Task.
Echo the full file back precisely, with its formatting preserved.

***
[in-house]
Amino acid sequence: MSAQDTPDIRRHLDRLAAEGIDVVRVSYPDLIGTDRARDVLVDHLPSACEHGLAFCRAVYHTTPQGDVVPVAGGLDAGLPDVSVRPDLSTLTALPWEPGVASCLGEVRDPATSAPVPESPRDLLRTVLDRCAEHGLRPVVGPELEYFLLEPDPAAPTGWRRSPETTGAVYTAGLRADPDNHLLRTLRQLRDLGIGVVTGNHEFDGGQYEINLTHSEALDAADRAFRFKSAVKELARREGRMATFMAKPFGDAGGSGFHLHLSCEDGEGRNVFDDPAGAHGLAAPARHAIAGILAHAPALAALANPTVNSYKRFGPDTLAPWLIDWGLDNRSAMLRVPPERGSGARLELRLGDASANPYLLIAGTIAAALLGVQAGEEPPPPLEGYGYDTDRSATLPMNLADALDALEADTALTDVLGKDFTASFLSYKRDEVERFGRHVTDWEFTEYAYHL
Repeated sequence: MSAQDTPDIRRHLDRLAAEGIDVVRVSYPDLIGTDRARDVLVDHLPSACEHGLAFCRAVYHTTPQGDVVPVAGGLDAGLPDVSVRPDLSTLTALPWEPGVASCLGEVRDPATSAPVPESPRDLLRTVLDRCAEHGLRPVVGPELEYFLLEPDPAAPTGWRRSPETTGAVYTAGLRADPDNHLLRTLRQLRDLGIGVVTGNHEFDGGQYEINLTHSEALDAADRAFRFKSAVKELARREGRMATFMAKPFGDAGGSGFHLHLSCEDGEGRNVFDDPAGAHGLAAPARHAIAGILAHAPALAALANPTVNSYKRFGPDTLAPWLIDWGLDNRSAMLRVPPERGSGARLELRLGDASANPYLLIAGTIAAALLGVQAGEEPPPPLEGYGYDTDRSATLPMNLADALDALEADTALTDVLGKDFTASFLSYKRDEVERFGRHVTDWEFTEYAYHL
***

[in-house]
Amino acid sequence: MSAQDTPDIRRHLDRLAAEGIDVVRVSYPDLIGTDRARDVLVDHLPSACEHGLAFCRAVYHTTPQGDVVPVAGGLDAGLPDVSVRPDLSTLTALPWEPGVASCLGEVRDPATSAPVPESPRDLLRTVLDRCAEHGLRPVVGPELEYFLLEPDPAAPTGWRRSPETTGAVYTAGLRADPDNHLLRTLRQLRDLGIGVVTGNHEFDGGQYEINLTHSEALDAADRAFRFKSAVKELARREGRMATFMAKPFGDAGGSGFHLHLSCEDGEGRNVFDDPAGAHGLAAPARHAIAGILAHAPALAALANPTVNSYKRFGPDTLAPWLIDWGLDNRSAMLRVPPERGSGARLELRLGDASANPYLLIAGTIAAALLGVQAGEEPPPPLEGYGYDTDRSATLPMNLADALDALEADTALTDVLGKDFTASFLSYKRDEVERFGRHVTDWEFTEYAYHL
Repeated sequence: MSAQDTPDIRRHLDRLAAEGIDVVRVSYPDLIGTDRARDVLVDHLPSACEHGLAFCRAVYHTTPQGDVVPVAGGLDAGLPDVSVRPDLSTLTALPWEPGVASCLGEVRDPATSAPVPESPRDLLRTVLDRCAEHGLRPVVGPELEYFLLEPDPAAPTGWRRSPETTGAVYTAGLRADPDNHLLRTLRQLRDLGIGVVTGNHEFDGGQYEINLTHSEALDAADRAFRFKSAVKELARREGRMATFMAKPFGDAGGSGFHLHLSCEDGEGRNVFDDPAGAHGLAAPARHAIAGILAHAPALAALANPTVNSYKRFGPDTLAPWLIDWGLDNRSAMLRVPPERGSGARLELRLGDASANPYLLIAGTIAAALLGVQAGEEPPPPLEGYGYDTDRSATLPMNLADALDALEADTALTDVLGKDFTASFLSYKRDEVERFGRHVTDWEFTEYAYHL